By Yershen Pillay, chief executive officer of CHIETA
Last year, Qatar launched its first ‘Education City’ in an ambitious attempt to revolutionise education infrastructure development.
The city houses 50 local and international education-related institutions offering education from basic kindergarten level to doctoral programmes, all in one centralised space. Qatar’s Education City is located on the western edge of its capital city, Doha, and includes technology labs, primary and secondary schools, technical and vocational colleges, innovation incubators, and eight foreign university campuses including top global universities such as Carnegie Mellon (a private research university based in Pittsburgh, Pennsylvania). This provides a central hub for education excellence and for innovation and collaboration to thrive.
In South Africa, the skills development landscape is vast and fragmented, with multiple stakeholders from skills development providers to skills authorities such as CHIETA. Recent data from the Boston Consulting Group suggested that South Africa had the largest share of mismatched workers, at a staggering 50% of 30 emerging market economies.
The skills mismatch is a root cause and one of the main contributing factors to the high unemployment rate in the country. According to Statistics SA, unemployment in the fourth quarter of 2021 was 35,3% with youth unemployment at a stratospheric 66,5%. The high unemployment rates require decisive action on the part of government, business, and civil society.
Focusing on the skills mismatch as a root cause of the unemployment problem leads to a series of questions. Does South Africa need a grand strategy on skills matching and what would that look like? How do we promote local and international collaboration in addressing the skills mismatch in South Africa? Does South Africa need a ‘skills city’ in every province to bring together the local and international skills community for more positive results? How we bridge the digital skills divide between urban and rural?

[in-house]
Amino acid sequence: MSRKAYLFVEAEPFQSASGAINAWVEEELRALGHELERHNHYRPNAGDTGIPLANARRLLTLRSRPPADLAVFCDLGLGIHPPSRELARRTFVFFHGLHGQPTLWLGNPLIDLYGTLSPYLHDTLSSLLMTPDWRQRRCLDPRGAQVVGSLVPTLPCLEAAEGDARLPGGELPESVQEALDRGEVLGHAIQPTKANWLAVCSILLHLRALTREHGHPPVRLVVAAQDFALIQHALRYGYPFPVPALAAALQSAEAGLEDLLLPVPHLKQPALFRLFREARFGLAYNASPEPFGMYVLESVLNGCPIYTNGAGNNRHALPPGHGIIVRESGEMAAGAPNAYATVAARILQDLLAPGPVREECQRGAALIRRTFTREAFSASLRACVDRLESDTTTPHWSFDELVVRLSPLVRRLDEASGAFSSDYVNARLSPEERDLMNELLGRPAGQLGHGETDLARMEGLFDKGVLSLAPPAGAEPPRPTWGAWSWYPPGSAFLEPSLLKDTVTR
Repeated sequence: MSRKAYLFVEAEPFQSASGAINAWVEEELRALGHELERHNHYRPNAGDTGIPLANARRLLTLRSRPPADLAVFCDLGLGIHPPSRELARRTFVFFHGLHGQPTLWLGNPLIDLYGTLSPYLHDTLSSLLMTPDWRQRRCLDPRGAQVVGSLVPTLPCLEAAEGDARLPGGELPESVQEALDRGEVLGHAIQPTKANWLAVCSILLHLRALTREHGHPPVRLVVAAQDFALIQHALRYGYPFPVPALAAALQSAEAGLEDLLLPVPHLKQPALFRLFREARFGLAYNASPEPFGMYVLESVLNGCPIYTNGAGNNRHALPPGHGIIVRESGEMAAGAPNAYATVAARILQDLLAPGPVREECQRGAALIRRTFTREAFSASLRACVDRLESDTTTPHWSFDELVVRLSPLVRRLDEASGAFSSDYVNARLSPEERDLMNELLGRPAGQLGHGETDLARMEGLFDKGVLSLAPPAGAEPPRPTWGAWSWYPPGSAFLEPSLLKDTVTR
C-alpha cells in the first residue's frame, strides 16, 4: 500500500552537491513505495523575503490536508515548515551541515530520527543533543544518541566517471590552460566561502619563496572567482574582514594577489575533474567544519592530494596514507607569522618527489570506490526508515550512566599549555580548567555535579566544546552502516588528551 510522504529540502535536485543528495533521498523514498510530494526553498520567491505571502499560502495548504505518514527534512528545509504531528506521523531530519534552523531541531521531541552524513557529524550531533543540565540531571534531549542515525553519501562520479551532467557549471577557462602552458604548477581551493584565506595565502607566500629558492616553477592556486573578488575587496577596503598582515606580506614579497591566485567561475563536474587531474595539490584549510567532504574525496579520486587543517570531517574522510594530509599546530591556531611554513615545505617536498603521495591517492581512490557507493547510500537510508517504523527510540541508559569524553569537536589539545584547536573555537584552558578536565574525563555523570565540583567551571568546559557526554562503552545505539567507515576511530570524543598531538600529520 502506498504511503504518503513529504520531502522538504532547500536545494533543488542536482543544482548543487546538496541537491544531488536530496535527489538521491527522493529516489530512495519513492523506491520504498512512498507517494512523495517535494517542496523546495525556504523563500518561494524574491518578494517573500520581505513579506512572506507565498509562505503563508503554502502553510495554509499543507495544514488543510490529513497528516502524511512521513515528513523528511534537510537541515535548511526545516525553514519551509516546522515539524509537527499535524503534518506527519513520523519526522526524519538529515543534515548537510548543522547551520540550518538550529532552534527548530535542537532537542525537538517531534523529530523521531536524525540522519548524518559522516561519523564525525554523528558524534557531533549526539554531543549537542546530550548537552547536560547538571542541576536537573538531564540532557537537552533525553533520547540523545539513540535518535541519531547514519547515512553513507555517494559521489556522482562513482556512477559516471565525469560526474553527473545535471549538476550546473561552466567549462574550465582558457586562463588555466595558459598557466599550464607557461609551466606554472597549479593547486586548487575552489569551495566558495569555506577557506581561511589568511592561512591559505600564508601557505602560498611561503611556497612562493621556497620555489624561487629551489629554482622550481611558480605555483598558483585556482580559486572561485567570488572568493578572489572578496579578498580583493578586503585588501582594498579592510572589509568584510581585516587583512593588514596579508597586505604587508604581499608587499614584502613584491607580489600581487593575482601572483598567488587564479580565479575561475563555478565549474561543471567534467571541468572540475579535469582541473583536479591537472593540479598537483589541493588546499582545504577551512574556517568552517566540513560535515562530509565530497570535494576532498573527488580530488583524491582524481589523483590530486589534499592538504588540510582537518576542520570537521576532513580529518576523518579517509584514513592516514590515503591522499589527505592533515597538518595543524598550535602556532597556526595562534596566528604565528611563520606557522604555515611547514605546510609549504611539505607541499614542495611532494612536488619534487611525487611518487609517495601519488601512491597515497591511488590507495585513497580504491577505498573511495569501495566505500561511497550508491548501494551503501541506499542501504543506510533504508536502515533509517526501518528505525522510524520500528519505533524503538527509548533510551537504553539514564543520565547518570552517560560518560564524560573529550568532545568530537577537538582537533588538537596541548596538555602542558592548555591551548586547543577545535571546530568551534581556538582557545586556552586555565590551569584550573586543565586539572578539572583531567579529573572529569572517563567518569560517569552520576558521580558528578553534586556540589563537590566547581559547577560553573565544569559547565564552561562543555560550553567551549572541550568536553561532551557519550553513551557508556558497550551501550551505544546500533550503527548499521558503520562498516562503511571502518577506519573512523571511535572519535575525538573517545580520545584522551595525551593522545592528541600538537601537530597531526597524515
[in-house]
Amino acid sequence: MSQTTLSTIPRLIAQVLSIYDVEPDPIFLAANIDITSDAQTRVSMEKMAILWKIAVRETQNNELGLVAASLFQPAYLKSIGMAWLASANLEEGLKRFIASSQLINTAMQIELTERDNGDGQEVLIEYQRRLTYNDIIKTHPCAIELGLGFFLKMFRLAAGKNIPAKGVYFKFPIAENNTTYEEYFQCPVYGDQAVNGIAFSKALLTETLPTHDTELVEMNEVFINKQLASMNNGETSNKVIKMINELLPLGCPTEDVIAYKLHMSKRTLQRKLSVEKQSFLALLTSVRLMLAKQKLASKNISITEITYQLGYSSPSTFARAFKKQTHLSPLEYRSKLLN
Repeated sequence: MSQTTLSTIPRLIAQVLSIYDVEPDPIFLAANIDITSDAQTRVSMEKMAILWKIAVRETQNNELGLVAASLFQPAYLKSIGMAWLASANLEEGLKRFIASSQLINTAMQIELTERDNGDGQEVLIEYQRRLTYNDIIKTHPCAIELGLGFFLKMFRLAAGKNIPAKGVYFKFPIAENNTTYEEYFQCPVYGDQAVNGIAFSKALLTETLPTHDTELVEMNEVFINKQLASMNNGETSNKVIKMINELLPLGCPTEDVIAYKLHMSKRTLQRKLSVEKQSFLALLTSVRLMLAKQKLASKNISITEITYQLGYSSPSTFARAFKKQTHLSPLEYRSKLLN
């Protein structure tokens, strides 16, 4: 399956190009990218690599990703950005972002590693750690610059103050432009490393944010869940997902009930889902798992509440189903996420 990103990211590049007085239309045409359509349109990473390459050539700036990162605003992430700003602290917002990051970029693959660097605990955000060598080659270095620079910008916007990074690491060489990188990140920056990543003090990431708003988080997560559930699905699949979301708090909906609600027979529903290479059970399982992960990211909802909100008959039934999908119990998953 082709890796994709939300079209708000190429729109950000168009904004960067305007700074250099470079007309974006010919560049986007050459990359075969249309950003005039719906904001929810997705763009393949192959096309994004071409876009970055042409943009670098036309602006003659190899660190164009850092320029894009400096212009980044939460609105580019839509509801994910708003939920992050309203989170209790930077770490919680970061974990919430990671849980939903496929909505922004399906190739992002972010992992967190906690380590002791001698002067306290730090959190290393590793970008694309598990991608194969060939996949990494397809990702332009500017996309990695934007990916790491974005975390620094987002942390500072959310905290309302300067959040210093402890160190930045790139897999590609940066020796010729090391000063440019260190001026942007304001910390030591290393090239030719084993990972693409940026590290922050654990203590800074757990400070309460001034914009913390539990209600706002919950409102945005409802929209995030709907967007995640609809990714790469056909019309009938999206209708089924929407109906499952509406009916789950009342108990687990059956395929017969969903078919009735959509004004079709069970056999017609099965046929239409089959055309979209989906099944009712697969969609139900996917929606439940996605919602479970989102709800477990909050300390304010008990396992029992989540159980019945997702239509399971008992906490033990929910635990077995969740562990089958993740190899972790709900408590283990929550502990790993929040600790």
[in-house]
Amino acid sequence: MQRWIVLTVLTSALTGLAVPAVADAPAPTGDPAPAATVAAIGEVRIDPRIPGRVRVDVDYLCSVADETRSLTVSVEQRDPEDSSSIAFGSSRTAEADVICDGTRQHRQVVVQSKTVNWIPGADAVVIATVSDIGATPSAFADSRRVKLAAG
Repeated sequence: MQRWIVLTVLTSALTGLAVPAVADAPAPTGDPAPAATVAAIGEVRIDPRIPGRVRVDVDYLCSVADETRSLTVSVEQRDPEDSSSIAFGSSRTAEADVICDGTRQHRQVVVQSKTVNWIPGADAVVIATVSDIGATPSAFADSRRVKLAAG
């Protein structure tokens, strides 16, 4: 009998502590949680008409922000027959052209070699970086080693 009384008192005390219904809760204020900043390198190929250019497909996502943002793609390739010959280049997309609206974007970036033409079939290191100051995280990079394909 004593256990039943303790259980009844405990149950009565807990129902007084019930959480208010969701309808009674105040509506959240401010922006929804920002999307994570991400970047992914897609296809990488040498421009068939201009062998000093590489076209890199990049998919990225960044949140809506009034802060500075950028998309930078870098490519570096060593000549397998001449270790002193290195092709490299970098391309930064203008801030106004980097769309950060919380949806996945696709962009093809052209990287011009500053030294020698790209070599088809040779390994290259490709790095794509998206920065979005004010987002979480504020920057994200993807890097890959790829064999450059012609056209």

A coordinated effort at greater collaboration may take the form of a dedicated skills city. To bridge the digital skills divide between urban and rural may require SMART skills centres in every corner of the country. This could form the pillars of a grand strategy aimed at enabling skills development for the future of work.
The concept of SMART skills centres is aimed at bridging the digital skills divide by taking skills development and training directly to rural communities. In this way, the cost burden placed on poor learners such as transport and data costs are eradicated, and learners are more engaged through the immersive skills experience.
CHIETA’s very first, fully automated, SMART skills centre is planned for Saldanha Bay in the Western Cape. This will be followed by the KZN centre in the deep rural community of Babanango. CHIETA’s plan is to have a fully automated, end-to-end digitised, SMART skills centre in every province of the country by 2025.
This will provide the basis for bridging the digital skills divide in nuanced ways. For example, the SMART skills centres will provide digital boardrooms, digitised training experiences such as virtual reality (VR) training for welders and chemical operators, virtual interview facilities, free training courses with credentials, and many more digitised skills development and training programmes in collaboration with institutions of higher learning.
SMART skills centres may provide innovative ways for responsible organisations to access work areas such as digitised boardrooms and connect to services using affordable or subsidised workspaces. Our SMART Skills Centres will reconfigure our value delivery model by connecting skills services and data in innovative and collaborative ways to create new value. Ultimately, SMART Skills Centres may provide a means for addressing the skills mismatch by ensuring that industry gets closer to talent in more digitised ways, and digital skills such as coding, software development, and data analytics, are popularised and provided to community members from the comfort of their own communities.
An increasingly digital world requires digital solutions, and CHIETA’s SMART skills centres may be the start of a digital skills revolution.